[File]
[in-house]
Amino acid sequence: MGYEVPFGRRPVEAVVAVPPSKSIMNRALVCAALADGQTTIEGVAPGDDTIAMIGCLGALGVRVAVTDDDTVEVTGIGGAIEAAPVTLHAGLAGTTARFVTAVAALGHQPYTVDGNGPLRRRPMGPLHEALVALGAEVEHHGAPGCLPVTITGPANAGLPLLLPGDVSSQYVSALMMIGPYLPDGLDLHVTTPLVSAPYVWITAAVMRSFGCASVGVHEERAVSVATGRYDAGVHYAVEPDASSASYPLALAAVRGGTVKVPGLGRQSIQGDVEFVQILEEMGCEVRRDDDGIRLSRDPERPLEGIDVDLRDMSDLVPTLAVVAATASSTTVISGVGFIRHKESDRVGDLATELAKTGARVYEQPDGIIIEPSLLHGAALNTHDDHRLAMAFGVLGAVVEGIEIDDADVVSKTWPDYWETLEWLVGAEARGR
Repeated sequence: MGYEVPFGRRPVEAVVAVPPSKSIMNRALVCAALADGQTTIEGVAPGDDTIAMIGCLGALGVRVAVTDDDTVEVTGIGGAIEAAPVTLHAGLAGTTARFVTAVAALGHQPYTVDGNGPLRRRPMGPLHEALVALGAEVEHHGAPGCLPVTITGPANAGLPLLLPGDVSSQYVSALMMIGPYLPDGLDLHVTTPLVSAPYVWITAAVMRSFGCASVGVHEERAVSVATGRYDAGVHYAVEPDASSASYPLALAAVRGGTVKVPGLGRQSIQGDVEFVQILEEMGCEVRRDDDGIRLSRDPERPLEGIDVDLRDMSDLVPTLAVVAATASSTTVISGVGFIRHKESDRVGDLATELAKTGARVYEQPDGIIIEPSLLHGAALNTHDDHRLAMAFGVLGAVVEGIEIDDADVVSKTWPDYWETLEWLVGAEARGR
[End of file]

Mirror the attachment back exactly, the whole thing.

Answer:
[in-house]
Amino acid sequence: MGYEVPFGRRPVEAVVAVPPSKSIMNRALVCAALADGQTTIEGVAPGDDTIAMIGCLGALGVRVAVTDDDTVEVTGIGGAIEAAPVTLHAGLAGTTARFVTAVAALGHQPYTVDGNGPLRRRPMGPLHEALVALGAEVEHHGAPGCLPVTITGPANAGLPLLLPGDVSSQYVSALMMIGPYLPDGLDLHVTTPLVSAPYVWITAAVMRSFGCASVGVHEERAVSVATGRYDAGVHYAVEPDASSASYPLALAAVRGGTVKVPGLGRQSIQGDVEFVQILEEMGCEVRRDDDGIRLSRDPERPLEGIDVDLRDMSDLVPTLAVVAATASSTTVISGVGFIRHKESDRVGDLATELAKTGARVYEQPDGIIIEPSLLHGAALNTHDDHRLAMAFGVLGAVVEGIEIDDADVVSKTWPDYWETLEWLVGAEARGR
Repeated sequence: MGYEVPFGRRPVEAVVAVPPSKSIMNRALVCAALADGQTTIEGVAPGDDTIAMIGCLGALGVRVAVTDDDTVEVTGIGGAIEAAPVTLHAGLAGTTARFVTAVAALGHQPYTVDGNGPLRRRPMGPLHEALVALGAEVEHHGAPGCLPVTITGPANAGLPLLLPGDVSSQYVSALMMIGPYLPDGLDLHVTTPLVSAPYVWITAAVMRSFGCASVGVHEERAVSVATGRYDAGVHYAVEPDASSASYPLALAAVRGGTVKVPGLGRQSIQGDVEFVQILEEMGCEVRRDDDGIRLSRDPERPLEGIDVDLRDMSDLVPTLAVVAATASSTTVISGVGFIRHKESDRVGDLATELAKTGARVYEQPDGIIIEPSLLHGAALNTHDDHRLAMAFGVLGAVVEGIEIDDADVVSKTWPDYWETLEWLVGAEARGR